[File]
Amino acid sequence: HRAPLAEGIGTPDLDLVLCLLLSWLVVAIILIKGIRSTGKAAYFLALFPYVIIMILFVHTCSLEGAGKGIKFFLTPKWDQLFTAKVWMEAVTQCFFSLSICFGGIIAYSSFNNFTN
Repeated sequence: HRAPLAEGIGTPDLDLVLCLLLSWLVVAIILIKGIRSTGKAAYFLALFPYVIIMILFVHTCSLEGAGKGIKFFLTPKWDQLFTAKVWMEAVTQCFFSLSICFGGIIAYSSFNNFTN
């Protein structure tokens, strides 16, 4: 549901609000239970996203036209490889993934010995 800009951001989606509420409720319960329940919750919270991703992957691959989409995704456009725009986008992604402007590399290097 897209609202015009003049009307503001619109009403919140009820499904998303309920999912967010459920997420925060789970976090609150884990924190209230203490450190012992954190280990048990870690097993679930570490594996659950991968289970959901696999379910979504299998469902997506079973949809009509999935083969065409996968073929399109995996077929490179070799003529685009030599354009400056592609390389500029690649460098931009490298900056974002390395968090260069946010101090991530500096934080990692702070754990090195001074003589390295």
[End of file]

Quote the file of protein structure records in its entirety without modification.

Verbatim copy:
Amino acid sequence: HRAPLAEGIGTPDLDLVLCLLLSWLVVAIILIKGIRSTGKAAYFLALFPYVIIMILFVHTCSLEGAGKGIKFFLTPKWDQLFTAKVWMEAVTQCFFSLSICFGGIIAYSSFNNFTN
Repeated sequence: HRAPLAEGIGTPDLDLVLCLLLSWLVVAIILIKGIRSTGKAAYFLALFPYVIIMILFVHTCSLEGAGKGIKFFLTPKWDQLFTAKVWMEAVTQCFFSLSICFGGIIAYSSFNNFTN
């Protein structure tokens, strides 16, 4: 549901609000239970996203036209490889993934010995 800009951001989606509420409720319960329940919750919270991703992957691959989409995704456009725009986008992604402007590399290097 897209609202015009003049009307503001619109009403919140009820499904998303309920999912967010459920997420925060789970976090609150884990924190209230203490450190012992954190280990048990870690097993679930570490594996659950991968289970959901696999379910979504299998469902997506079973949809009509999935083969065409996968073929399109995996077929490179070799003529685009030599354009400056592609390389500029690649460098931009490298900056974002390395968090260069946010101090991530500096934080990692702070754990090195001074003589390295």